Montes v. Wells Fargo Bank, N.A. et al.

Filing 18

ORDER signed by District Judge Kimberly J. Mueller on 3/22/2017 GRANTING 5 Motion to Dismiss; GRANTING the plaintiff fourteen (14) days to file an amended complaint. (Michel, G.)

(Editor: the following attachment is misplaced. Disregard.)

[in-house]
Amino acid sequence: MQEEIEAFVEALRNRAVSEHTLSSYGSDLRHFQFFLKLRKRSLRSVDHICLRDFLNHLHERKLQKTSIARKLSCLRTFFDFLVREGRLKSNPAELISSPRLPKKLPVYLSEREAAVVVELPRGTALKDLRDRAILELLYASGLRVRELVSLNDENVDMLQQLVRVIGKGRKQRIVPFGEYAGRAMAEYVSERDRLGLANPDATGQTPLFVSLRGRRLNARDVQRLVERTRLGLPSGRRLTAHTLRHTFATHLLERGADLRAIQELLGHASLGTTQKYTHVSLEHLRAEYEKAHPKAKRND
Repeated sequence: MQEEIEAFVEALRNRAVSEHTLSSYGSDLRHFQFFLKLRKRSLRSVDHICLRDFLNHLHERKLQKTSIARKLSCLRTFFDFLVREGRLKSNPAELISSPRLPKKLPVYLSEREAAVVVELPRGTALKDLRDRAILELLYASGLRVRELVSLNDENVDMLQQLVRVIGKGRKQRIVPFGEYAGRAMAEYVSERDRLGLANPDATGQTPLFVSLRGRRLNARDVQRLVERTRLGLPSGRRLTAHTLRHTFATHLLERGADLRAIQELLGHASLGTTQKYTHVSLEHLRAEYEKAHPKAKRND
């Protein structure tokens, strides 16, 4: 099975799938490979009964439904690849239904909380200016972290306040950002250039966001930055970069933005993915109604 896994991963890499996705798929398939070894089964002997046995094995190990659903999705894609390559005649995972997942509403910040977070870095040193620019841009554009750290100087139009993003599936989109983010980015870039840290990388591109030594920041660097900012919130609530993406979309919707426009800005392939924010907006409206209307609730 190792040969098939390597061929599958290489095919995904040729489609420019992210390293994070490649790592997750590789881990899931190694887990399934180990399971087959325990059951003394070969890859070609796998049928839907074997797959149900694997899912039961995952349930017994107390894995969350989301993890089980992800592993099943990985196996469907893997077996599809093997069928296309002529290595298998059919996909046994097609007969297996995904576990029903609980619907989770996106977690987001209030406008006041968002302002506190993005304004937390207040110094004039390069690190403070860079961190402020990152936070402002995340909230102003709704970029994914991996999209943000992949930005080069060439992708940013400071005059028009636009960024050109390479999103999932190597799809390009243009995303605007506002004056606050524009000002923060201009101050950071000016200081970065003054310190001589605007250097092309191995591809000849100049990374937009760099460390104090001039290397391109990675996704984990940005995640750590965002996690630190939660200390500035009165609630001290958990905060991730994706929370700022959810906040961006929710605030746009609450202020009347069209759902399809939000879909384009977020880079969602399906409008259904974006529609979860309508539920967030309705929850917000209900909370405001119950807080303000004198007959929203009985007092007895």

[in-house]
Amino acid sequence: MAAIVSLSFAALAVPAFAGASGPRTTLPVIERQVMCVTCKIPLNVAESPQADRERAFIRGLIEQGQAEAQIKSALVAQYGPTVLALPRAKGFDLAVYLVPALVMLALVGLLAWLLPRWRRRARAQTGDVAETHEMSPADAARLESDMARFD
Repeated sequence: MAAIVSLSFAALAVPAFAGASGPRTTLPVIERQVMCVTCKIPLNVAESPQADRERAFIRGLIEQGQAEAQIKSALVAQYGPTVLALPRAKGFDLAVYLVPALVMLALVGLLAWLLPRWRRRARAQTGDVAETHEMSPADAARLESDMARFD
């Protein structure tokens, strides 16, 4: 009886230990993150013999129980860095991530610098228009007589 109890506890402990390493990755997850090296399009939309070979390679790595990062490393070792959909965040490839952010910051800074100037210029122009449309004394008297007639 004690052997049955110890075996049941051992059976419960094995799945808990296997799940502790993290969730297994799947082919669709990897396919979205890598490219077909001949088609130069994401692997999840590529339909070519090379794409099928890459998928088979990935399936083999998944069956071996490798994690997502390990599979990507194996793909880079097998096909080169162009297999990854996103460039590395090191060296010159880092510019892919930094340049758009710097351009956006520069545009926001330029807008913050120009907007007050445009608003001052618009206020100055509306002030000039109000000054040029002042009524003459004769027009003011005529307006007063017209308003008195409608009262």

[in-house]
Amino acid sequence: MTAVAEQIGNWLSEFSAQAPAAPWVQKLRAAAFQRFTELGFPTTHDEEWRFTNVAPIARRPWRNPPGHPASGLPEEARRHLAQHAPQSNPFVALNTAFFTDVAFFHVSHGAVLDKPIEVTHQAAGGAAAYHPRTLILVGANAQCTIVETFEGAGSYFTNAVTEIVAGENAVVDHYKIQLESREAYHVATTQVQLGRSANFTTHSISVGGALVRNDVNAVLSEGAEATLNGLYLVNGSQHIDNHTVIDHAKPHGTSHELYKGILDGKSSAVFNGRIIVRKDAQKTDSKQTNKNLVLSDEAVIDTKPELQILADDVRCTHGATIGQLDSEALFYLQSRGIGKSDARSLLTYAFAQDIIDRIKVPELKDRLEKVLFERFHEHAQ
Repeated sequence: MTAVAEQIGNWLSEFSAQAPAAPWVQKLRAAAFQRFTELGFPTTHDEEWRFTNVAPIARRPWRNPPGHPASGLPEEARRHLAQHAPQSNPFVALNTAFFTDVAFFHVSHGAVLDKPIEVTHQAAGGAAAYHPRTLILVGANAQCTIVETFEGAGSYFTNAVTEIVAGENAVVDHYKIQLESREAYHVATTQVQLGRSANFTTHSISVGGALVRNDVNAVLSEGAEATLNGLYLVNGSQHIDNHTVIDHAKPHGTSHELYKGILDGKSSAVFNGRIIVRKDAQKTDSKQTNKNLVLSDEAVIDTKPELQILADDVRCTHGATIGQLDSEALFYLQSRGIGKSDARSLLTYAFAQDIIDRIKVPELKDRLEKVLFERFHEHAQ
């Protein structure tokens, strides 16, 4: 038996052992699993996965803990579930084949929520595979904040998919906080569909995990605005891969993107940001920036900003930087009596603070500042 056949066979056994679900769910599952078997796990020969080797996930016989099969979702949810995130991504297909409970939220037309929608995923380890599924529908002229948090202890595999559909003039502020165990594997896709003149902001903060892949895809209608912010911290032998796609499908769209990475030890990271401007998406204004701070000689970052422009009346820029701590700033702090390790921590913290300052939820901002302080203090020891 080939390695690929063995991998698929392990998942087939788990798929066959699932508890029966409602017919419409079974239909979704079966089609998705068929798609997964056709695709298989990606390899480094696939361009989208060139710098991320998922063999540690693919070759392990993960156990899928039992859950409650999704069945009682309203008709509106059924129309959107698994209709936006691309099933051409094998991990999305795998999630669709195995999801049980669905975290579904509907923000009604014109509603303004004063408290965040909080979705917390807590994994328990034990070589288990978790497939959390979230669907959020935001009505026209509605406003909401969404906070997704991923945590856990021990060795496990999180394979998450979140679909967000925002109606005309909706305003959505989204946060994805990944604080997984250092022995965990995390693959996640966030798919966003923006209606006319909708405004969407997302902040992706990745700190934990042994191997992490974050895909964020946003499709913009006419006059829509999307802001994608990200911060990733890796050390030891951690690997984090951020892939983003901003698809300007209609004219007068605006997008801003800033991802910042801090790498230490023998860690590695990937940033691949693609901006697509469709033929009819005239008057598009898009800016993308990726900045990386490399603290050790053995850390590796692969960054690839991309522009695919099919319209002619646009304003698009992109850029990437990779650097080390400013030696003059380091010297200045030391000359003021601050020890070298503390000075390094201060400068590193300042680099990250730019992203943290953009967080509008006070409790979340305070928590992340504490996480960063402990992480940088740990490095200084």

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1 2 3 4 5 6 7 8 UNITED STATES DISTRICT COURT 9 FOR THE EASTERN DISTRICT OF CALIFORNIA 10 11 REINA C. MONTES, 12 13 14 15 No. 2:16-cv-01405-KJM-AC Plaintiff, v. ORDER WELLS FARGO BANK, N.A.; NBS DEFAULT SERVICES, LLC; and DOES 1-10, inclusive,1 16 Defendant. 17 18 This mortgage dispute comes before the court on defendants’ motion to dismiss. 19 20 ECF No. 5. Plaintiff Reina C. Montes opposes, and defendants replied. ECF Nos. 9, 10. The 21 22 23 24 25 26 27 1 The Ninth Circuit provides “‘[plaintiffs] should be given an opportunity through discovery to identify [] unknown defendants’” “in circumstances . . . ‘where the identity of the alleged defendant[] [is] not [] known prior to the filing of a complaint.’” Wakefield v. Thompson, 177 F.3d 1160, 1163 (9th Cir. 1999) (quoting Gillespie v. Civiletti, 629 F.2d 637, 642 (9th Cir. 1980)) (modifications in original). Plaintiff is cautioned that such defendants will be dismissed where “‘it is clear that discovery would not uncover the identities, or that the complaint would be dismissed on other grounds.’” Id. (quoting Gillespie, 629 F.2d at 642). Federal Rule of Civil Procedure 4(m), as recently amended, provides for dismissal of defendants not served within 90 days of filing of the complaint unless plaintiff shows good cause. See Glass v. Fields, No. 0900098, 2011 U.S. Dist. LEXIS 97604 (E.D. Cal. Aug. 31, 2011); Hard Drive Prods. v. Does, No. 11-01567, 2011 U.S. Dist. LEXIS 109837, at *2-4 (N.D. Cal. Sep. 27, 2011). 28 1 1 court held a motion hearing on September 9, 2016, at which Russell Wyatt appeared for plaintiff 2 and Dean Reeves appeared for defendants. ECF No. 14. For the following reasons, defendants’ 3 motion to dismiss is GRANTED. 4 I. 5 JUDICIAL NOTICE “The court may judicially notice a fact that is not subject to reasonable dispute 6 because it (1) is generally known within the territorial jurisdiction, or (2) can be accurately and 7 readily determined by trial courts from sources whose accuracy cannot reasonably be 8 questioned.” Fed. R. Evid. 201(b). A court shall take judicial notice if requested by a party and 9 supplied with the necessary information. Fed. R. Evid. 201(c)(2). Judicially noticed facts often 10 consist of matters of public record. See, e.g., Emrich v. Touche Ross & Co., 846 F.2d 1190, 1198 11 (9th Cir. 1988). 12 Defendants request the court take judicial notice of seven exhibits: 13 (1) Exhibit A, including documents regarding the succession of World Savings Bank by Wells Fargo; 14 15 16 17 18 19 20 21 (2) Exhibit B, a Deed of Trust, dated November 4, 2004 for Montes’s property; (3) Exhibit C, a loan modification agreement dated October 16, 2007; (4) Exhibit D, a loan modification agreement dated June 3, 2009; (5) Exhibit E, a loan modification agreement dated September 1, 2013; (6) Exhibit F, denial letters dated October 29, 2015 regarding Montes’s application for a loan modification; and 22 (7) Exhibit G, a denial letter dated May 26, 2016 regarding Montes’s application for a loan modification. 23 Exs. A–G, Defs.’ Mot., ECF No. 5. Montes does not object to defendants’ request. 24 With respect to Exhibit A, judicial notice is appropriate because “those documents 25 reflect the official acts of the executive branch of the United States.” Preciado v. Wells Fargo 26 Home Mortgage, No. 13-00382, 2013 WL 1899929, at *3 (N.D. Cal. May 7, 2013). 27 Additionally, judicial notice is appropriate when “it is information obtained from a governmental 28 website.” Id.; see Paralyzed Veterans of Am. v. McPherson, 2008 WL 4183981, at *5 (N.D. Cal. 2 1 Sept. 9, 2008) (taking judicial notice of information appearing on and printed from official 2 government websites). 3 With respect to Exhibit B, judicial notice is appropriate because the document is a 4 matter of public record. See Lee v. City of L.A., 250 F.3d 668, 689 (9th Cir. 2011), overruled on 5 other grounds, Galbraith v. Cnty. of Santa Clara, 307 F.3d 1119, 1125 (9th Cir. 2002). 6 With respect to Exhibits C through G, judicial notice is appropriate because these 7 comprise copies of documents referred to in the complaint or which form the basis of Montes’s 8 claims, and their authenticity is not reasonably in question. A court may consider evidence on 9 which the complaint “necessarily relies” if (1) the complaint refers to the document; (2) the 10 document is central to the plaintiff’s claim; and (3) no party questions the authenticity of the copy 11 attached to the 12(b)(6) motion. Marder v. Lopez, 450 F.3d 445, 448 (9th Cir. 2006); Branch v. 12 Tunnell, 14 F.3d 449, 453-54 (9th Cir. 1994) (documents not attached to the complaint may be 13 incorporated by reference if plaintiff referred to document in the complaint or if document forms 14 basis of plaintiff’s claims). 15 II. 16 BACKGROUND Montes’s claims arise from the following allegations, and from documents 17 attached to the complaint and incorporated by reference. See Fed. R. Civ. P. 10(c); Davis v. 18 HSBC Bank Nevada, N.A., 691 F.3d 1152, 1159 (9th Cir. 2012) (“Our relevant case law has 19 recognized consistently that the district court may . . . incorporate documents by reference.”). 20 On November 4, 2004, Montes took out a loan from Wells Fargo’s predecessor, World Savings 21 Bank, to purchase a home in Sacramento, California. Compl. ¶ 7, ECF No. 1. Approximately 22 two years later, Wachovia acquired World Savings Bank, and on January 1, 2009, Wells Fargo 23 acquired Wachovia. Id. ¶ 8. 24 In December 2015, Montes contacted Wells Fargo to seek foreclosure avoidance 25 assistance. Id. ¶ 15. On December 19, 2015, Wells Fargo responded with a letter that included 26 an invitation to submit an application for a loan modification, as well as an enumerated list of the 27 documents Montes would need to send Wells Fargo for Wells Fargo to determine whether 28 Montes would qualify for a loan modification. Id. The letter provided Montes with a deadline of 3 1 January 18, 2016 to submit her application to Wells Fargo. Id. ¶ 16. Meanwhile, on January 8, 2 2016, Wells Fargo and co-defendant NBS Default Services recorded a Notice of Default against 3 Montes’s interest in her home, without Montes’s advance notice, which formally commenced 4 foreclosure proceedings. Id. ¶ 18. 5 Montes alleges that after receiving the December 19 letter, she began submitting 6 each of the enumerated documents to Wells Fargo, but Wells Fargo repeatedly responded that she 7 was missing documents and requested that she submit additional documents. Id. ¶¶ 19–20. On 8 April 11, 2016, Montes submitted a new application at Wells Fargo’s request. Id. ¶ 20. On the 9 same day, Wells Fargo and NBS Default Services recorded a Notice of Trustee’s Sale against 10 Montes’s interest in her home, without Montes’s advance notice, and set a trustee’s sale date for 11 May 2, 2016. Id. ¶ 21. On April 20, 2016, Wells Fargo requested that Montes provide additional 12 documents. Id. ¶ 22. On April 28, 2016, Wells Fargo sent Montes a letter memorializing receipt 13 of her documents and stating that Wells Fargo would respond by May 12, 2016. Id. ¶ 27. On 14 May 3, 2016, Wells Fargo sent Montes a separate letter stating Wells Fargo had postponed the 15 May 2, 2016 foreclosure sale of her home to June 10, 2016 in order to review her request for a 16 loan modification. Id. ¶ 28. 17 On May 11, 2016, Wells Fargo faxed Montes a letter informing her that her 18 application was complete except for a signed copy of Montes’s 2015 federal tax returns. Id. ¶ 29. 19 On May 20, 2016, Montes submitted a copy of her 2015 federal tax returns to Wells Fargo as 20 requested. Id. ¶ 31. On the same day, Montes filed a complaint against defendants in the 21 Superior Court of California, County of Sacramento, in which she asserted the following claims: 22 (1) negligence; (2) violation of California Civil Code section 2923.6; (3) violation of California 23 Civil Code section 2923.7; and (4) violation of California Civil Code section 2924.10. See 24 generally Compl. Montes’s last three claims are based on California’s Homeowner Bill of Rights 25 (HBOR), a statute that provides borrowers with a private right of action to challenge certain 26 material violations of HBOR. Penermon v. Wells Fargo Bank, N.A., 47 F. Supp. 3d 982, 993 n.2 27 (N.D. Cal. 2014). On May 26, 2016, Wells Fargo denied Montes’s completed application. Ex. G, 28 Defs.’ Mot. 4 1 On June 22, 2016, Wells Fargo removed the case to this court. Compl. On 2 June 28, 2016, Wells Fargo filed a motion to dismiss Montes’s complaint. Defs.’ Mot. On 3 July 26, 2016, defendant NBS Default Services filed a notice of joinder in Wells Fargo’s motion 4 to dismiss. Joinder, ECF No. 7. On August 17, 2016, Montes filed her opposition to defendants’ 5 motion. Pl.’s Opp’n, ECF No. 9. On August 26, 2016, Wells Fargo replied to Montes’s 6 opposition. Defs.’ Reply, ECF No. 10. As of the motion hearing held on September 2, 2016, 7 Montes’s home had not been sold and nothing on the court’s docket reflects a change in these 8 circumstances. See Hr’g Mins., ECF No. 14. 9 III. 10 LEGAL STANDARDS A party may move to dismiss for “failure to state a claim upon which relief can be 11 granted.” Fed. R. Civ. P. 12(b)(6). The motion may be granted only if the complaint lacks a 12 “cognizable legal theory” or if its factual allegations do not support a cognizable legal theory. 13 Hartmann v. Cal. Dep’t of Corr. & Rehab., 707 F.3d 1114, 1122 (9th Cir. 2013). The court 14 assumes these factual allegations are true and draws reasonable inferences from them. Ashcroft v. 15 Iqbal, 556 U.S. 662, 678 (2009). 16 A complaint need contain only a “short and plain statement of the claim showing 17 that the pleader is entitled to relief,” Fed. R. Civ. P. 8(a)(2), not “detailed factual allegations,” 18 Bell Atl. Corp. v. Twombly, 550 U.S. 544, 555 (2007). But this rule demands more than 19 unadorned accusations; “sufficient factual matter” must make the claim at least plausible. Iqbal, 20 556 U.S. at 678. In the same vein, conclusory or formulaic recitations of a cause’s elements do 21 not alone suffice. Id. (quoting Twombly, 550 U.S. at 555). Evaluation under Rule 12(b)(6) is a 22 context-specific task drawing on “judicial experience and common sense.” Id. at 679. 23 In ruling on a motion to dismiss, the court is not limited by the plaintiff’s 24 allegations if the complaint, as here, is accompanied by attached documents. Knievel v. ESPN, 25 393 F.3d 1068, 1076 (9th Cir. 2005). Such documents become a part of the complaint and may 26 be considered in resolving the defendant’s motion to dismiss. Id. 27 28 5 1 2 3 IV. DISCUSSION A. Federal Preemption Defendants contend all four of Montes’s claims are preempted by the federal 4 Home Owners’ Loan Act (“HOLA”), 12 U.S.C. §§ 1461 et seq., because the loan originated with 5 World Savings Bank, a federal savings association (“FSA”) chartered under HOLA and Wells 6 Fargo’s predecessor. Defs.’ Mot. 9:24–10:5. By contrast, Montes contends her claims target 7 Wells Fargo’s current conduct and not that of its predecessor; therefore, because Wells Fargo is a 8 national bank, the National Bank Act (“NBA”) and not HOLA controls the preemption analysis. 9 Pl.’s Opp’n 10:25–11:13. 10 There are at least two ways state laws that intrude on an area of exclusive federal 11 power can be preempted: conflict preemption and field preemption. Whistler Invs., Inc. v. 12 Depository Tr. & Clearing Corp., 539 F.3d 1159, 1164 (9th Cir. 2008). Under conflict 13 preemption, Congress’s intent to preempt state law is implied to the extent federal law actually 14 conflicts with any state law. Id. (citing Hillsborough Cty. v. Automated Med. Labs., Inc., 15 471 U.S. 707, 713 (1985)). Conflict preemption analysis examines the federal statute as a whole 16 to determine whether a party’s compliance with both federal and state requirements is impossible 17 or whether, in light of the federal statute’s purpose and intended effects, state law poses an 18 obstacle to the accomplishment of Congress’s objectives. Id. The NBA implicates conflict 19 preemption. See Watters v. Wachovia Bank, N.A., 550 U.S. 1, 11 (2007) (“Federally chartered 20 banks are subject to state laws of general application in their daily business to the extent such 21 laws do not conflict with the letter or the general purposes of the NBA.”). 22 Under field preemption, by contrast, preemption is implied when Congress “so 23 thoroughly occupies a legislative field” that it effectively leaves no room for states to regulate 24 conduct in that field. Whistler Investments, Inc., 539 F.3d at 1164 (citing Cipollone v. Liggett 25 Grp., Inc., 505 U.S. 504, 516 (1992)). HOLA implicates field preemption. See 12 C.F.R. 26 § 560.2(a) (stating that the Office of Thrift Supervision “occupies the entire field of lending 27 regulation for federal savings associations”). 28 6 1 While the Ninth Circuit has found HOLA preemption applies when a loan 2 originates with an FSA, Silvas v. E*Trade Mortg. Corp., 514 F.3d 1001, 1004 (9th Cir. 2008), it 3 has not addressed whether a national bank can enjoy HOLA protections for conduct related to a 4 loan that originated with an FSA predecessor of the bank. This court recently analyzed this issue 5 in Narvasa v. U.S. Bancorp, No. 15-02369, 2016 WL 4041317, at *2–4 (E.D. Cal. July 28, 2016). 6 For the reasons articulated in Narvasa, this court remains persuaded that HOLA preemption 7 should apply only to conduct arising before an FSA merges with a national bank, and not to a 8 national bank’s post-merger or successive conduct. In this case, the conduct at issue occurred 9 post-merger when Wells Fargo considered Montes’s loan modification application in 2015 and 10 2016. See generally Compl. Therefore, the court rejects defendants’ argument that HOLA’s field 11 preemption applies to this case. Because defendants do not argue the NBA preempts Montes’s 12 claims, the court does not consider whether her claims would be preempted by the NBA. See 13 generally Defs.’ Mot. & Defs.’ Reply (arguing only that HOLA preempts Montes’s claims). 14 Accordingly, defendants’ motion to dismiss based on a federal preemption theory is DENIED. 15 16 B. HBOR Claims Defendants also argue Montes has not pled violations of California’s Homeowner 17 Bill of Rights, the HBOR. Montes seeks both injunctive relief and damages for defendants’ 18 alleged HBOR violations, and for the reasons explained below, she has not stated a claim that 19 entitles her to either. 20 1. 21 Montes seeks injunctive relief against defendants for violations of HBOR. Compl. Injunctive Relief 22 at 10:1–5. California Civil Code section 2924.12, which sets forth the remedies available for a 23 violation of the HBOR, permits a borrower to “bring an action for injunctive relief to enjoin a 24 material violation,” and “any trustee’s sale shall be enjoined until the court determines that the 25 mortgage servicer . . . has corrected and remedied the violation.” Cal. Civ. Code § 2924.12(a)(1), 26 (2). Thus, Montes may only obtain injunctive relief if (1) Wells Fargo violated the statute; (2) 27 that violation was material; and (3) the violation has not been corrected. Id. § 2924.12(a)(1) 28 (permitting a borrower to bring an action to enjoin only “material violation[s]”); id. 7 1 § 2924.12(a)(2) (injunctions remain in place “until the court determines that the mortgage 2 servicer . . . has corrected and remedied the violation”). A violation is material when it 3 “deprive[s]” the plaintiff “of the opportunity to obtain a loan modification.” Boone v. Specialized 4 Loan Servicing LLC, No. 15–02224, 2015 WL 4572429, at *4 (N.D. Cal. July 29, 2015); accord 5 Cal. Civ. Code § 2923.4(a) (“The purpose of the act that added this section is to ensure that . . . 6 borrowers are considered for, and have a meaningful opportunity to obtain, available loss 7 mitigation options.”). However, HBOR only guarantees the opportunity; it does not guarantee the 8 borrower will, in fact, receive a loan modification. Cal. Civ. Code § 2923.4(a) (“Nothing in the 9 act that added this section . . . shall be interpreted to require a particular result.”); accord 10 Lawrence v. Wells Fargo Bank, N.A., No. 14-1272, 2014 WL 2705425, at *9 (N.D. Cal. June 13, 11 2014) (the lender is not obligated to modify a loan absent an agreement to do so). 12 In this case, Montes was well aware of her loan modification options, having been 13 granted three loan modifications in the past, the most recent with Wells Fargo. See Exs. C–E, 14 Defs.’ Mot. Montes’s complaint shows she pursued her application with Wells Fargo, see Compl. 15 ¶ 15, Wells Fargo responded to her inquiries, see id. ¶¶ 20, 22, 25, 27, 28, 29, she submitted the 16 additional documents Wells Fargo requested, see id. ¶¶ 21, 23, 26, 31, and she completed her 17 application, see id. ¶¶ 29, 32. Montes now prays for relief requiring Wells Fargo to review her 18 completed application. Cf. id. ¶ 32. However, Wells Fargo has already reviewed Montes’s 19 completed application, and it did so after the alleged HBOR violations. See Ex. G, Defs.’ Mot. 20 Any alleged HBOR violations therefore are not material because they did not deprive Montes of 21 the opportunity to obtain review of her application and potential loss mitigation. See Tuan Anh 22 Le v. Bank of N.Y. Mellon, No. 14–01949, 2015 WL 9319487, at *11 (N.D. Cal. Dec. 23, 2015) 23 (even if mortgage servicer had violated HBOR, plaintiff not entitled to injunctive relief because 24 “the subsequent review of plaintiff’s loan modification application afforded him the injunctive 25 relief otherwise available for a material violation of HBOR.”). Because Wells Fargo’s alleged 26 HBOR violations are immaterial, Montes has not stated a claim for injunctive relief for violations 27 of HBOR. 28 In addition to being immaterial, any claims for violations of HBOR are moot. 8 1 Montes seeks “an order for injunctive relief” because, “[d]espite having received an admittedly 2 ‘complete’ application for a loan modification from [Montes], defendants [ ] have refused to 3 postpone their scheduled June 10, 2016 trustee’s sale of [Montes]’s home[.]” Compl. ¶ 32. In 4 other words, Montes requests injunctive relief so that Wells Fargo may review Montes’s complete 5 loan modification application before selling her home. However, as discussed, Wells Fargo has 6 in fact reviewed Montes’s complete loan modification application. Ex. G, Defs.’ Mot. 7 2. 8 Montes seeks “statutory damages . . . resulting from defendants’ violations of . . . 9 Damages [HBOR.]” Compl. Prayer for Relief ¶ 7. However, under California’s HBOR, whether this court 10 may award Montes an injunction or damages depends on whether a sale of the property has 11 occurred. “If a trustee’s deed upon sale has not been recorded,” then Montes may seek an 12 injunction. Cal. Civ. Code § 2924.12(a)(1). “After a trustee’s deed upon sale has been recorded,” 13 monetary relief is available. Id. § 2924.12(b). Therefore, prior to sale, damages are not available 14 under the HBOR. Id. Because Montes’s home has not been sold, damages are not currently 15 available, and her request for damages “must be stricken” as to her HBOR claims. Gonzales v. 16 Citimortgage, Inc., No. 14-4059, 2015 WL 3505533, at *2 (N.D. Cal. June 3, 2015). 17 Even if Montes had sufficiently pled violations of HBOR, damages are only 18 available “where the violation was not corrected and remedied prior to the recordation of the 19 trustee’s deed upon sale.” Cal. Civ. Code § 2924.12(b). As previously discussed, Wells Fargo 20 evaluated Montes’s complete loan modification application after any alleged HBOR violations 21 and prior to any sale of her home. Thus, Montes has not alleged facts sufficient to show 22 defendants do not fall within the “safe harbor” of California Civil Code section 2924.12(c), which 23 provides that Wells Fargo “shall not be liable for any violation that it has corrected and remedied 24 prior to the recordation of a trustee’s deed upon sale.” See also Gonzales, 2015 WL 3505533, at 25 *2 (“Here, . . . no trustee’s deed upon sale was filed and that no foreclosure has taken place. 26 Because a foreclosure sale has not taken place, and thus a trustee deed upon sale has not been 27 recorded, Plaintiff has not stated a claim for damages.”); Vasquez v. Bank of Am., N.A., 28 No. 13-02902, 2013 WL 6001924, at *7 (N.D. Cal. Nov. 12, 2013) (“Plaintiff’s claims . . . for 9 1 actual damages, attorneys’ fees, and treble damages are unavailable until such time as the deed 2 upon sale has been recorded.”); Ellis v. Bank of Am., N.A., No. 13–5257, 2013 WL 5935412, at *4 3 (C.D. Cal. Oct. 28, 2013) (“There is currently no foreclosure activity against the property and 4 plaintiff does not allege that a trustee’s sale ever took place. The Court accordingly concludes 5 that section 2924.12 shields defendants from any liability for their alleged violations of statutory 6 requirements, and that plaintiff’s claim therefore fails.”). 7 8 Accordingly, Montes’s claims based on California Civil Code sections 2923.6, 2923.7 and 2924.10 are DISMISSED. 9 C. Negligence 10 Defendants also move to dismiss Montes’s negligence claim. “The elements of a 11 cause of action for negligence are (1) a legal duty to use reasonable care, (2) breach of that duty, 12 and (3) proximate cause between the breach and (4) the plaintiff’s injury.” Mendoza v. City of 13 L.A., 66 Cal. App. 4th 1333, 1339 (1998) (citation omitted). Defendants contend Montes’s claim 14 for negligence should be dismissed because Wells Fargo did not owe Montes a common law duty, 15 Defs.’ Mot. 13:15–16, and Montes has not pled damages, id. at 15:13. The court addresses each 16 of defendants’ contentions in turn. 17 1. 18 The defendant’s duty of care is a prerequisite to any claim for negligence. Nymark Duty of Care 19 v. Heart Fed. Savings & Loan Ass’n, 231 Cal. App. 3d 1089, 1095 (1991). Whether a duty of 20 care exists is a question of law. First Interstate Bank of Ariz., N.A. v. Murphy, Weir & Butler, 21 210 F.3d 983, 986 (9th Cir. 2000). 22 As a general rule, banks owe borrowers no duty of care unless the institution’s 23 involvement “exceed[s] the scope of its conventional role as a mere lender of money.” Nymark, 24 231 Cal. App. 3d at 1096. But “Nymark does not support the sweeping conclusion that a lender 25 never owes a duty of care to a borrower.” Jolley v. Chase Home Fin., LLC, 213 Cal. App. 4th 26 872, 901 (2013) (internal quotation marks omitted). Rather, the court weighs six factors to decide 27 ///// 28 ///// 10 1 2 3 4 5 whether a financial institution owes a borrower a duty of care: [1] the extent to which the transaction was intended to affect the plaintiff, [2] the foreseeability of harm to him, [3] the degree of certainty that the plaintiff suffered injury, [4] the closeness of the connection between the defendant's conduct and the injury suffered, [5] the moral blame attached to the defendant’s conduct, and [6] the policy of preventing future harm. 6 Nymark, 231 Cal. App. 3d at 1098 (quoting Connor v. Great W. Sav. & Loan Assn., 69 Cal. 2d 7 850, 865 (1968)). 8 California courts have not settled on a uniform application of these six factors in 9 mortgage cases. This court relatively recently considered the issue in Martinez v. Flagstar Bank, 10 FSB, No. 15–01934, 2016 WL 3906810, at *6–8 (E.D. Cal. July 19, 2016). For the reasons stated 11 in Martinez, this court finds a lender “does owe a duty of care to a borrower not to make material 12 misrepresentations about the status of an application for a loan modification” and a borrower 13 would foreseeably be harmed “by an inaccurate or untimely communication . . . about the status 14 of a loan modification application.” Martinez, 2016 WL 3906810, at *8 (quoting Alvarez v. BAC 15 Home Loans Servicing, L.P., 228 Cal. App. 4th 941, 947 (2014)). 16 Having found that Wells Fargo had a duty to take due care while processing and 17 considering Montes’s application for a loan modification, the court next considers the damages 18 component of Montes’s negligence claim, as defendants do not challenge Montes’s pleading of 19 breach or causation. 20 2. 21 Damages are an essential element of any claim for common law negligence. See, Damages 22 e.g., United States Liab. Ins. Co. v. Haidinger-Hayes, Inc., 1 Cal. 3d 586, 597 (1970) (“No action 23 will lie to recover damages if no damages have been sustained.”). Here, Montes contends that 24 (1) “[b]ecause of [Wells Fargo]’s negligent mishandling of [Montes]’s loss mitigation file, 25 [Montes] has been deprived of a timely (and invited) opportunity to save her home through a loan 26 modification,” Compl. 20:13–15; and (2) she “had to invest her time and resources into retaining 27 legal counsel and to make efforts towards preventing the wrongful, imminent and premature sale 28 of her home,” id. at 20:17–19. 11 1 Montes’s first contention fails because, as with her HBOR claims, she does not 2 explain how any of Wells Fargo’s alleged actions deprived her of approval of her loan 3 modification application. As previously noted, Montes claims she pursued her application with 4 Wells Fargo, see Compl. ¶ 15, Wells Fargo responded to her inquiries, see id. ¶¶ 20, 22, 25, 27, 5 28, 29, she submitted the additional documents Wells Fargo requested, see id. ¶¶ 21, 23, 26, 31, 6 and she completed her application, see id. ¶¶ 29, 32. Montes claims Wells Fargo “‘dual tracked’ 7 [her] loss mitigation process,” id. ¶ 47, and “strung [her] along [in that she had] to respond to 8 repeated requests for ‘additional’ or ‘missing’ documents,” id. ¶ 49. However, she ultimately 9 completed her application, and Wells Fargo reviewed her completed application. See Ex. G, 10 Defs.’ Mot. Without any alleged harm, Montes’s first claim fails to substantiate damages. 11 Montes’s second contention also fails. Having to invest time and resources into 12 retaining legal counsel does not satisfy the damages element of tort negligence. See, e.g., 13 Bennett v. JPMorgan Chase, 2013 WL 655059, at *7 (N.D. Tex. Feb.5, 2013) (allegation of being 14 “forced to obtain counsel to prevent [] home from being taken illegally” insufficient to establish 15 damages), recommendation adopted, 2013 WL 655054 (N.D. Tex. Feb. 22, 2013). 16 Because Montes has not alleged damages to substantiate a negligence claim, that 17 claim too is DISMISSED. 18 V. 19 CONCLUSION For the foregoing reasons, defendants’ motion to dismiss is GRANTED for all 20 claims. Federal Rule of Civil Procedure 15(a)(2) provides that “[t]he court should freely give [a 21 party leave to amend its pleading] when justice so requires,” and the Ninth Circuit has “stressed 22 Rule 15’s policy of favoring amendments.” Ascon Properties, Inc. v. Mobil Oil Co., 866 F.2d 23 1149, 1160 (9th Cir. 1989). Because amendment has not been shown to be futile in this case, 24 plaintiff is granted leave to amend her complaint within 14 days of the date this order is filed. 25 26 IT IS SO ORDERED. DATED: March 22, 2017. 27 28 UNITED STATES DISTRICT JUDGE 12